South Sudan’s army said on Wednesday that it had lost contact with its troops in the key oil hub of Malakal following a major offensive by rebels.
The rebels have said they now control the northeastern town after launching an assault on Tuesday, throwing into doubt a ceasefire agreement signed in Ethiopia last month. “I have no contact with the command in Malakal,” army spokesman Philip Aguer told AFP.
According to aid sources, Malakal’s airport was closed on Tuesday evening and rebels were inside the town -- although it was unclear if they had total control over the dusty settlement on the banks of the White Nile.
“There was the sound of heavy shelling this morning and then sporadic shooting. It seems the opposition control a part of the town and the airport, but the government soldiers are still fighting,” an aid source said.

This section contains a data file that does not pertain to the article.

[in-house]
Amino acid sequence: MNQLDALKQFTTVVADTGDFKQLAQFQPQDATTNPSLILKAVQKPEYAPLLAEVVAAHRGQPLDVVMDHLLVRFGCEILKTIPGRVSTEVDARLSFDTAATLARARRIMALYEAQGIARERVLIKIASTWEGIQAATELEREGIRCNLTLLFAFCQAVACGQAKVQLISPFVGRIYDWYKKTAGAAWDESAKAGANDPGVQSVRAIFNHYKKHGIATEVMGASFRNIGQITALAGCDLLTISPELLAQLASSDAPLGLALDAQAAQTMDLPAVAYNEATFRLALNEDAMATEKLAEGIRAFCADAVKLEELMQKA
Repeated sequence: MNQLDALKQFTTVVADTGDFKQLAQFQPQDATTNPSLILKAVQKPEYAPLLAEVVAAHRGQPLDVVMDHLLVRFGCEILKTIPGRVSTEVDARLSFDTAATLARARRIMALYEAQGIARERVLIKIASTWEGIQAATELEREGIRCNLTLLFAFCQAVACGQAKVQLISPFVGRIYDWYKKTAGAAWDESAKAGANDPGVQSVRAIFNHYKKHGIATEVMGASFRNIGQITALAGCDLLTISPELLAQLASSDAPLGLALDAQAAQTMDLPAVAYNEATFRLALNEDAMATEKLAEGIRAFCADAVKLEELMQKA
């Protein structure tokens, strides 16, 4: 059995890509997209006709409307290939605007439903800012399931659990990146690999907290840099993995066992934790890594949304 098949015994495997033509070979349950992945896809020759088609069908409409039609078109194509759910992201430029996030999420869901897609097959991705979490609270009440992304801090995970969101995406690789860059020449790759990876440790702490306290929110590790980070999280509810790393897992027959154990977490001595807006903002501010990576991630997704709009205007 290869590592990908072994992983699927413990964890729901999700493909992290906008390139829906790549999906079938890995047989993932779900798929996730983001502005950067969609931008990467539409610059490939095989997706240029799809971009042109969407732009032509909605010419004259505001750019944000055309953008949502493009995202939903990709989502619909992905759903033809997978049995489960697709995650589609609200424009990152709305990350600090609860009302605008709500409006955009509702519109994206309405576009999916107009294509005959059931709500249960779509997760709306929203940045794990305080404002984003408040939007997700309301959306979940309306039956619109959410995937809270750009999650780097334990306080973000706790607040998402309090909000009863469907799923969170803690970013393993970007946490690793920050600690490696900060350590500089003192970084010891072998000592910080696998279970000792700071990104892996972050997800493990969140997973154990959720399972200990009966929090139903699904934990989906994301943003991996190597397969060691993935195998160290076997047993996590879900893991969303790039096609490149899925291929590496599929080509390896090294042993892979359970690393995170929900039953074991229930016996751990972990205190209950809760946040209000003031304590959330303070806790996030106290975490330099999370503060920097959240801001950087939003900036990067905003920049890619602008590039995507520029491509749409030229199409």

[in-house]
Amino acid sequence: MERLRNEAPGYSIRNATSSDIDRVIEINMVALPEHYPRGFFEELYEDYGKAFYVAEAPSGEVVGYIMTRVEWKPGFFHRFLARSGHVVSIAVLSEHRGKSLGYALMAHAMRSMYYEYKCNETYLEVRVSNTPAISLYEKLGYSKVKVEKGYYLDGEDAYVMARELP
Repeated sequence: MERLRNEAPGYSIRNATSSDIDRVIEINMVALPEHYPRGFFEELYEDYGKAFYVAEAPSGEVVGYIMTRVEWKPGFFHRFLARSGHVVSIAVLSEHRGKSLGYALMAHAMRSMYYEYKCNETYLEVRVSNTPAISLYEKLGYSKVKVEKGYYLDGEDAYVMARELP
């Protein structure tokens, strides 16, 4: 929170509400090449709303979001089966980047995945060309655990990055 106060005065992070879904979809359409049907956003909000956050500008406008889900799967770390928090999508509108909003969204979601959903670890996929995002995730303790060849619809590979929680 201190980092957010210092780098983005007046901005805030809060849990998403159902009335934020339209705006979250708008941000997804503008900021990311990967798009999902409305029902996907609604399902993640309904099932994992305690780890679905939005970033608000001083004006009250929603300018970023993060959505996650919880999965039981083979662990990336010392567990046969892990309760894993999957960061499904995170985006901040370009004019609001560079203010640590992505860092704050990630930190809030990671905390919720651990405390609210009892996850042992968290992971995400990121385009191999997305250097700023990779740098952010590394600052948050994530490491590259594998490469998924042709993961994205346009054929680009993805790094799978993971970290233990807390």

Rebel military spokesman Lul Ruai Koang said opposition fighters were “chasing” government soldiers into bush, adding that it was government soldiers who attacked first and violated the truce.
The UN said 10 people had been killed on Tuesday in “inter-communal clashes” within a peacekeeping base in Malakal, where more than 20,000 people have been sheltering from the fighting.
Rebel fighters have also been reported to be patrolling outside the UN camp, taunting people from rival ethnic groups. “Both parties to this conflict must respect the inviolability of the premises and facilities of the UN,” the UN mission in South Sudan said in a statement.